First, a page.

“An intent is a box of expressions that mean the same thing but which are constructed in different ways. Intents are the heart of your bot’s understanding. Each one of your intents represents an idea your bot is able to understand.” (from the Recast.AI website)
As decided earlier, you need the bot to be able to crack jokes. So the base line is that the bot should be able to understand that the user is asking it to tell a joke; it shouldn’t be that even when the user just says, “Hi,” the bot responds with a joke – that would not be good.
So group the utterances that the user might make, like:
Tell me a joke. Tell me a funny fact. Can you crack a joke? What’s funny today?
Before going on to create the intent from scratch, let us explore the Search/fork option. Type Joke in the search field (Figure 3). This gives a list of intents created by users of Recast around the globe, which is public, and this is why Recast is said to be collaborative in nature. So there’s no need to create all intents from scratch, one can build upon intents already created. This brings down the effort needed to train the bot with common intents.
- Select the first intent in the list and fork it into the bot.
- Click on the Fork button. The intent is now added to the bot (Figure 4).
- Click on the intent @joke, and a list of expressions which already exist in the intent will be displayed (Figure 5).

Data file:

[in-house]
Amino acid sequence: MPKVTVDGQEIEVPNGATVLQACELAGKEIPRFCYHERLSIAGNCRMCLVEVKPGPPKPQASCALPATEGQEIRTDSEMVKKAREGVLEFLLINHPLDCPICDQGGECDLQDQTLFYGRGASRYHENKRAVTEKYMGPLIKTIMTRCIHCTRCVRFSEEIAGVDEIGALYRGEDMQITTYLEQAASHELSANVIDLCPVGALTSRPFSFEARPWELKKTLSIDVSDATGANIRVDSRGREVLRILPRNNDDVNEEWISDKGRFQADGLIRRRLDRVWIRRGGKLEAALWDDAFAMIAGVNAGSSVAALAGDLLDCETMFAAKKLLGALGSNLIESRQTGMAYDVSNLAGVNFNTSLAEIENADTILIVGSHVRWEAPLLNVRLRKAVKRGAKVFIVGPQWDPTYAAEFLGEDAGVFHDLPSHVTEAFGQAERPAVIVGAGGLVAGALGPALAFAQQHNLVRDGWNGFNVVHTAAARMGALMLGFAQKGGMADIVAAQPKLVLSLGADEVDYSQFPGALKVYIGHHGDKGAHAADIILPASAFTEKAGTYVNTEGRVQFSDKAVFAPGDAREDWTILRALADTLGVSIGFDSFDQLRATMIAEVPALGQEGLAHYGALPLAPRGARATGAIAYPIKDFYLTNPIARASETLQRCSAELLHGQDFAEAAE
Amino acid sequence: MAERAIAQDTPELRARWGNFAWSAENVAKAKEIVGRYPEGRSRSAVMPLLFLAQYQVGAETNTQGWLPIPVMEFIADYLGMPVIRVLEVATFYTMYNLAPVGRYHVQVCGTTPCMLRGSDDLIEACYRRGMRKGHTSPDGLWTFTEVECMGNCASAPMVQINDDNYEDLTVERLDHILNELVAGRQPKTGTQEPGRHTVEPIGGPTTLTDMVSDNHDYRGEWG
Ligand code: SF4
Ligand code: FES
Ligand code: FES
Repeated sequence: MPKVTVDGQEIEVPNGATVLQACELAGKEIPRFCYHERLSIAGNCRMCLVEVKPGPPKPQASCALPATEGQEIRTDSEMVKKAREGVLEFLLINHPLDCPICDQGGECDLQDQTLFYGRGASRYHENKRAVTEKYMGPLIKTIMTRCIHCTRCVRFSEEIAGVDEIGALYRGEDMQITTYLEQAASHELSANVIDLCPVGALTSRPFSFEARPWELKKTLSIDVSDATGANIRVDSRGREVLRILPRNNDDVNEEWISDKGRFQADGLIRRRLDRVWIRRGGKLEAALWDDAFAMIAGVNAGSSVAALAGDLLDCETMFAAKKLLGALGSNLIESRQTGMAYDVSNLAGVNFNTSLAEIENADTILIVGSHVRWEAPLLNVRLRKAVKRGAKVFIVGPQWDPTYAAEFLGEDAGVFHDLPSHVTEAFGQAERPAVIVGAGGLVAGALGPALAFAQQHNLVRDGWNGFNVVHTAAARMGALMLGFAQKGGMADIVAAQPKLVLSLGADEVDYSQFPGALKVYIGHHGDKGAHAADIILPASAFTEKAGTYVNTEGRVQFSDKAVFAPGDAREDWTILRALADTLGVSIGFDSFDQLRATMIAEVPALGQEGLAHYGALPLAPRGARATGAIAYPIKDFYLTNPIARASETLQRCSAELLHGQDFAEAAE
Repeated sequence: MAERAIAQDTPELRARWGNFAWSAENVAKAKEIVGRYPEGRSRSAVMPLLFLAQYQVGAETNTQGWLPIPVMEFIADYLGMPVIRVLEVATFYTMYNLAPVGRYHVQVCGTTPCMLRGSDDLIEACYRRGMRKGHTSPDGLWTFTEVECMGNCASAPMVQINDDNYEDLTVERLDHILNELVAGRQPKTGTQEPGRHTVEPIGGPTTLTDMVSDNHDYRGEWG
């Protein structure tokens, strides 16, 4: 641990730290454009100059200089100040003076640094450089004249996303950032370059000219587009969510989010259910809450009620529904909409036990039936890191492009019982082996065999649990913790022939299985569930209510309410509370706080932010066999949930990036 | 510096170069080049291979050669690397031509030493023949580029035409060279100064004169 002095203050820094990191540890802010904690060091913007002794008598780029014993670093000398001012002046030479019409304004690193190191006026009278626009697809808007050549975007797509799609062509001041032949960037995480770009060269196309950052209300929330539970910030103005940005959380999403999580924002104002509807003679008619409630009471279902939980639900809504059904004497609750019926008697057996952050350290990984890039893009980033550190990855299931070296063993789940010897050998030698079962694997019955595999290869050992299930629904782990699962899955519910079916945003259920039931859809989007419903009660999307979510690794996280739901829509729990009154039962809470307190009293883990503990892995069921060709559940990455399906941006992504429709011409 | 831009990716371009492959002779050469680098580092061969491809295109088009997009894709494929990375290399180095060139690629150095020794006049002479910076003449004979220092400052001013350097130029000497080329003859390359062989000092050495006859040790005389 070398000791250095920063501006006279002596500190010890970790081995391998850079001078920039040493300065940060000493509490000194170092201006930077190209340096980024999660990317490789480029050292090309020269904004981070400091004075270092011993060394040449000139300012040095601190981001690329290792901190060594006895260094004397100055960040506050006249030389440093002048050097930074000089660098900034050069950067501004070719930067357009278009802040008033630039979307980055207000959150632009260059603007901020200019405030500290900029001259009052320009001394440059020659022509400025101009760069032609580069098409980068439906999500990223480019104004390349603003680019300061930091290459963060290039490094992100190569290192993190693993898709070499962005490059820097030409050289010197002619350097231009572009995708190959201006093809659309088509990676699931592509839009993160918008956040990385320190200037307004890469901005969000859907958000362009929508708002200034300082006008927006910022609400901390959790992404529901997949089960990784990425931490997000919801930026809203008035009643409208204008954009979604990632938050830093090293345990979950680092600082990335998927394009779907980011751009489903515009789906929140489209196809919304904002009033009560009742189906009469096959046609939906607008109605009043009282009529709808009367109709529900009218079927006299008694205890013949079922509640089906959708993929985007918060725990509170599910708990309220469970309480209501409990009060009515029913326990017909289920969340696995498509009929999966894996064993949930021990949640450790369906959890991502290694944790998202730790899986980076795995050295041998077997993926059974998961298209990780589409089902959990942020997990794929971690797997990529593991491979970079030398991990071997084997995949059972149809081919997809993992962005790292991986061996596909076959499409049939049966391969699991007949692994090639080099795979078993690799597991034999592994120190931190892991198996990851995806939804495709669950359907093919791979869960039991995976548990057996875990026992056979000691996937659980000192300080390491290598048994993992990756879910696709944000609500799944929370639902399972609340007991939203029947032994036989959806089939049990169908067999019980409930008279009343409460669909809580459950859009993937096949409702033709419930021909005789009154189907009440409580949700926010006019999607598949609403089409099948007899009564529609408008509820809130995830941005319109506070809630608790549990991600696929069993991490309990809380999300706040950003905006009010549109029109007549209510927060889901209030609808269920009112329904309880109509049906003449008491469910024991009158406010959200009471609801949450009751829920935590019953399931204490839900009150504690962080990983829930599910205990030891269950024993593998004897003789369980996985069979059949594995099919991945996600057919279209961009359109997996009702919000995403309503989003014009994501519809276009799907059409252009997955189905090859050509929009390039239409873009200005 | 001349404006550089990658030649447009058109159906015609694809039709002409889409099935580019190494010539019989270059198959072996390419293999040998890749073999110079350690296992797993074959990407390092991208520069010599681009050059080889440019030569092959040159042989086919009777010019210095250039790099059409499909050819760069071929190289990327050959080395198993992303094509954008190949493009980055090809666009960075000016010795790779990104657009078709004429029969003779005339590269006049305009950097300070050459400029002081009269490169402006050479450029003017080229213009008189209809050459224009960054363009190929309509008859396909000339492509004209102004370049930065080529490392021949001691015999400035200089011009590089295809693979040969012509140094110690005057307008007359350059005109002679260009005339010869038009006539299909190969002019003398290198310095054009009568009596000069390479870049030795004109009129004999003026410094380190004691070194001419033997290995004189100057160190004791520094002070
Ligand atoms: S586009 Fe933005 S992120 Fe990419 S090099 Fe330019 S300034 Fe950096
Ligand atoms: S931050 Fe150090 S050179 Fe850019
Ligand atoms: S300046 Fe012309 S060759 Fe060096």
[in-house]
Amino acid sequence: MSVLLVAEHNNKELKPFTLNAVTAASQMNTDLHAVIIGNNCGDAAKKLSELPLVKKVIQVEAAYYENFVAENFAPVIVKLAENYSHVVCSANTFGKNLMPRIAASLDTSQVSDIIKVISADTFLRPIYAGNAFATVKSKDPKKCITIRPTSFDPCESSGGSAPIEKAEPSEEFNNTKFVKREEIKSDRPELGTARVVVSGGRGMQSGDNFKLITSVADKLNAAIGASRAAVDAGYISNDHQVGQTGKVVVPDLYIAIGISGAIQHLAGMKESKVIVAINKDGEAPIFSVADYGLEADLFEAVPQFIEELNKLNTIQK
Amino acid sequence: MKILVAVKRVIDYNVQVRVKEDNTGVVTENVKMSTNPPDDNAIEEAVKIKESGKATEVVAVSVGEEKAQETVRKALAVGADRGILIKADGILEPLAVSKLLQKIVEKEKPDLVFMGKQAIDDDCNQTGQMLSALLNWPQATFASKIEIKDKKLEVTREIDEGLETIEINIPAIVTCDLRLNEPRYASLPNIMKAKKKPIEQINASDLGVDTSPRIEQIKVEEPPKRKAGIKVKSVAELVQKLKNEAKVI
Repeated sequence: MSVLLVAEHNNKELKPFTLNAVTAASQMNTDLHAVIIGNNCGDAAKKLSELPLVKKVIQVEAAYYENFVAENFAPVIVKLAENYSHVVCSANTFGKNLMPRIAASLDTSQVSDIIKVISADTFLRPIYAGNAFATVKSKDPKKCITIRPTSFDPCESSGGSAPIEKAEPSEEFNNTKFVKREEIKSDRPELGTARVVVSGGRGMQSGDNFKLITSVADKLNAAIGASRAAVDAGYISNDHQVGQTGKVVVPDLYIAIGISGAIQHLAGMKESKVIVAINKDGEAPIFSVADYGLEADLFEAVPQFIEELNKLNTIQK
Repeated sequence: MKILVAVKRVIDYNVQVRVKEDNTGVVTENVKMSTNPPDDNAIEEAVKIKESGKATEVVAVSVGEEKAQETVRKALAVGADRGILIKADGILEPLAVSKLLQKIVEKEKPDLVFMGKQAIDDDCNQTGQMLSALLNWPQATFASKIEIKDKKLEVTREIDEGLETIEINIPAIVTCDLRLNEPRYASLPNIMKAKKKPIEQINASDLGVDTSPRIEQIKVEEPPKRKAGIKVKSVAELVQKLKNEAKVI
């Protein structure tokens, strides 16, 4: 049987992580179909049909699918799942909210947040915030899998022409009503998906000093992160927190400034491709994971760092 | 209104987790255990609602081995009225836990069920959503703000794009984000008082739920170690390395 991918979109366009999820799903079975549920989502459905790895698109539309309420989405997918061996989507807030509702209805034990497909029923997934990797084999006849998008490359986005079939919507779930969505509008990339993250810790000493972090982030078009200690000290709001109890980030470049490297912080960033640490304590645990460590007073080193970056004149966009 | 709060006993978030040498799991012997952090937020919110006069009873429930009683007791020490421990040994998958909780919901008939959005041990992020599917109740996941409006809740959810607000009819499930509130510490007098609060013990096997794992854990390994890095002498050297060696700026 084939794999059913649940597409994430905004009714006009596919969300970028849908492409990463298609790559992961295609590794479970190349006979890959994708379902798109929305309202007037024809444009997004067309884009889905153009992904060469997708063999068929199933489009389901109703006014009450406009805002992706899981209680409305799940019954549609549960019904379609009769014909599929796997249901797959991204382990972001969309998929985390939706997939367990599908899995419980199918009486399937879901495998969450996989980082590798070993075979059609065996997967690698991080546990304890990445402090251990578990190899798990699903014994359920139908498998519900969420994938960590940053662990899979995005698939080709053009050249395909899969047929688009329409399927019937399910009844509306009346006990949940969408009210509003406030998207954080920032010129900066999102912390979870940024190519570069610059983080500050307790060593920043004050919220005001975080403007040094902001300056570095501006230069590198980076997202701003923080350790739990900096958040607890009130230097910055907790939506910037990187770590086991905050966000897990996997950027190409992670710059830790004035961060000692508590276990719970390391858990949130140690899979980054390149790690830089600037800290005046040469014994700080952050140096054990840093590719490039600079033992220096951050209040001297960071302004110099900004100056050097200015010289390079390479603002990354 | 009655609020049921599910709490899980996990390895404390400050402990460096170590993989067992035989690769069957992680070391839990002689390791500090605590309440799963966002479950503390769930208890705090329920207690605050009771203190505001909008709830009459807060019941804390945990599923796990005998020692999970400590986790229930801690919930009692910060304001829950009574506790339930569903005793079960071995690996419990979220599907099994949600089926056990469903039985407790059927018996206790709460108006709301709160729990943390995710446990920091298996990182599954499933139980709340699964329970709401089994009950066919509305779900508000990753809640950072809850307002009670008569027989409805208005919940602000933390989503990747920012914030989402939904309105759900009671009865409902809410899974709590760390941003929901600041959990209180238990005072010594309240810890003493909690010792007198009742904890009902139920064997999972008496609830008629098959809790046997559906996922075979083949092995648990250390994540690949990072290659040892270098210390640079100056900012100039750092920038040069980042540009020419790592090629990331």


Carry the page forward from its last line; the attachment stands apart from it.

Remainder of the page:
- Add a few more expressions to it (Figure 6).
Once a few expressions are added, the bot gives suggestions like shown in Figure 7. Select a few and add them to the intent (Figure 7).
You can also tag your own custom entities to detect keywords, depending on your bot’s context.
A skill is a block of conversation that has a clear purpose and that your bot can execute to achieve a goal. It can be as simple as the ability to greet someone, but it can also be more complex, like giving movie suggestions based on information provided by the user.
It need not be just a one query-answer set, but rather, skills running through multiple exchanges. For example, consider a bot which helps you learn about currency exchange rates. It starts by asking the source currency, then the target currency, before giving the exact response. Skills can be combined to create complex conversational flows.
Here’s how you create a skill for the joke bot:
- Go to the Build tab. Click on the + icon to create a skill.
- Name the skill Joke (Figure 8)
- Once created, click on the skill. You will see four tabs. Read me, Triggers, Requirements and Actions.